Demi Lovato has adopted new guidelines for childhood ‘obesity’

Demi Lovato he has a bone to pick with him American Academy of Pediatrics.

The singer shared the news that the AAP recently updated its guidelines for treating childhood “obesity.”

On Thursday, February 9, Lovato shared a post from: Eating Disorders Association.

Demi Lovato takes issue with new childhood ‘obesity’ guidelines

Demi Lovato is smiling

Lovato won the “National Eating Disorders Association Global Changemaker Award” in 2022.

Fans of the “Tell Me You Love Me” singer know that she struggled with an eating disorder for most of her career.

It’s a topic very near, dear and real to Lovato’s heart.

The Alliance for Eating Disorders posts this news: “The American Academy of Pediatrics recently issued new guidelines for the treatment of childhood ‘obesity’. These policies are extremely damaging, damaging, heartbreaking and very worrying. They further reinforce the weight stigmas and fat phobia that prevail in the medical community and our world. Weight stigma has been shown to lead to bullying, discrimination and trauma for many people and is linked to depression, anxiety, substance use and eating disorders in children.


The next slide shows how the AAP guidelines use body mass index (BMI) as the sole criterion for making recommendations for treating childhood “obesity.”

Demi warns that the new guidelines put children and teenagers at serious risk

“But BMI is completely outdated and is NOT an accurate measure of health under any circumstances,” the post read. “These guidelines recommend a restrictive diet, medication, and/or bariatric surgery. This puts children and teenagers at serious risk of developing eating disorders and other mental and physical health problems.”


Demi added her review to the update guidelines.

“That’s why I have to use my voice. These policies are causing harm. I strongly advocate with the National Eating Disorders Association to ask the American Academy of Pediatrics to please review these guidelines. Children deserve better,” he added.

In her acceptance speech for the Global Changemaker award, Lovato explained, “I want to continue to create spaces that break down the stigma surrounding eating disorders, because being seen and understood is the first step in getting the help and support you need. To me, none of this means that no soul should feel alone in their eating disorder. Not One More believes there is no hope. But not a single life is lost.”

In 2021, Lovato caused an uproar over a local ice cream parlor in Los Angeles for promoting what she described as “diet culture.”

The incident occurred in April 2021 after Lovato visited the creamery and was confronted with sugar-free options. Feeling betrayed, she left the store and called them out on social media.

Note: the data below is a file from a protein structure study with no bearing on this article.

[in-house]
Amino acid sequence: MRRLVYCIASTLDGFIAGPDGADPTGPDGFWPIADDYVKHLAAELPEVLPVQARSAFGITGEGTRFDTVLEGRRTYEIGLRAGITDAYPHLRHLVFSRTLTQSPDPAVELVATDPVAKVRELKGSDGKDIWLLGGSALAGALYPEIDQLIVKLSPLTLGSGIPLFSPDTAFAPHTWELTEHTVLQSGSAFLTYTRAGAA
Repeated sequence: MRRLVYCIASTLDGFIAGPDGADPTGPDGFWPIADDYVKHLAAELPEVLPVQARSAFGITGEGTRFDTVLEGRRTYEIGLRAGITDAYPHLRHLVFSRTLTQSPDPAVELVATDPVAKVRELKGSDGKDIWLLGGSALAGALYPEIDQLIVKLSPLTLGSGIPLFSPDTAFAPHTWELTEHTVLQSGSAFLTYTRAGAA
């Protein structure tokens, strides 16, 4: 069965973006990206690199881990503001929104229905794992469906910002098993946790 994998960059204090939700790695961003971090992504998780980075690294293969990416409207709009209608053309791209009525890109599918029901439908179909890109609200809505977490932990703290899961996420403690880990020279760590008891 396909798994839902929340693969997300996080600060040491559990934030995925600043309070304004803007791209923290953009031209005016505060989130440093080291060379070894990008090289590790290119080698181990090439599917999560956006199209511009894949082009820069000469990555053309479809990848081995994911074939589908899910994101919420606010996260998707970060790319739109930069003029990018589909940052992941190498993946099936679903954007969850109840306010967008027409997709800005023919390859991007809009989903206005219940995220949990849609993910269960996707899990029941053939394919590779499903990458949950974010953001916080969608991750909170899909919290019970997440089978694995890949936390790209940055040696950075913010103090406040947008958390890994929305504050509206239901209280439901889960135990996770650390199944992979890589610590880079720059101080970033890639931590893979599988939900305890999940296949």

Demi left because of the cold because she is a “diet vulture”

He wrote at the time: “Finding FROYO from The Bigg Chill extremely difficult when you have to walk past tons of sugar free cookies/other diet food before you get to the counter. Do better please.”

In response, the ice cream shop explained why they have this option: “We carry items for diabetics, coeliacs and vegans, and of course we have many indulgent items as well.”


The feud escalated from there with a back and forth between Lovato and The Bigg Chill.

Lovato even called them “diet culture vultures”. Many came to the ice cream shop’s defense and spoke out for trying to destroy a locally owned and operated business during a pandemic.

Now, two months later, Lovato is ready to explain how their passion came to fruition and how things get “lost in translation.”

During Facebook Live’s “Audacy Check In,” Lovato told host Ryan Mitchell, “Every time I made a statement on Instagram or Twitter, I felt like it was a little bit lost in translation.”

Lovato continued, “I was talking about something that I was very passionate about in diet culture, and I realized that because I was so passionate… I let my emotions get the best of me and it didn’t allow me to explain where I came from so easily. like on a podcast.”

He expressed a desire for more open and honest conversations.

“I’m not an expert on many, many things,” they added. “But I’m willing to learn from it, and I’m willing to continue to have conversations that teach me or others about how to make the world a better place.”

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